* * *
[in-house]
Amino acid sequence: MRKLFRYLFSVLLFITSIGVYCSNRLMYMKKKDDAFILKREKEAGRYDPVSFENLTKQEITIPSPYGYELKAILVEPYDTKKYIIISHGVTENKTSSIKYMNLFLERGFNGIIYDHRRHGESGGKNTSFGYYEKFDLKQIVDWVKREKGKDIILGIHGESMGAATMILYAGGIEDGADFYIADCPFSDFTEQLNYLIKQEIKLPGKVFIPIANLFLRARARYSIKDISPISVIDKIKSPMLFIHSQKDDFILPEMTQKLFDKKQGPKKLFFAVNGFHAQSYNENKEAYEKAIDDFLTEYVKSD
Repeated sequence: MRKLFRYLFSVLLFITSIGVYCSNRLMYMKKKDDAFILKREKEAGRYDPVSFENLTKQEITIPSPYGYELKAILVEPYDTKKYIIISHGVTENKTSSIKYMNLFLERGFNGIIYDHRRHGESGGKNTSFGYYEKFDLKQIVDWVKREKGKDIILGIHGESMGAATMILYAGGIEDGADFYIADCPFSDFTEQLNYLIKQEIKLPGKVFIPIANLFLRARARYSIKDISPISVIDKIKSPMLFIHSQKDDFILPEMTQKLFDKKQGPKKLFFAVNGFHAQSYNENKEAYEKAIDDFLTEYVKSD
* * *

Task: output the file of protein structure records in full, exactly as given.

[in-house]
Amino acid sequence: MRKLFRYLFSVLLFITSIGVYCSNRLMYMKKKDDAFILKREKEAGRYDPVSFENLTKQEITIPSPYGYELKAILVEPYDTKKYIIISHGVTENKTSSIKYMNLFLERGFNGIIYDHRRHGESGGKNTSFGYYEKFDLKQIVDWVKREKGKDIILGIHGESMGAATMILYAGGIEDGADFYIADCPFSDFTEQLNYLIKQEIKLPGKVFIPIANLFLRARARYSIKDISPISVIDKIKSPMLFIHSQKDDFILPEMTQKLFDKKQGPKKLFFAVNGFHAQSYNENKEAYEKAIDDFLTEYVKSD
Repeated sequence: MRKLFRYLFSVLLFITSIGVYCSNRLMYMKKKDDAFILKREKEAGRYDPVSFENLTKQEITIPSPYGYELKAILVEPYDTKKYIIISHGVTENKTSSIKYMNLFLERGFNGIIYDHRRHGESGGKNTSFGYYEKFDLKQIVDWVKREKGKDIILGIHGESMGAATMILYAGGIEDGADFYIADCPFSDFTEQLNYLIKQEIKLPGKVFIPIANLFLRARARYSIKDISPISVIDKIKSPMLFIHSQKDDFILPEMTQKLFDKKQGPKKLFFAVNGFHAQSYNENKEAYEKAIDDFLTEYVKSD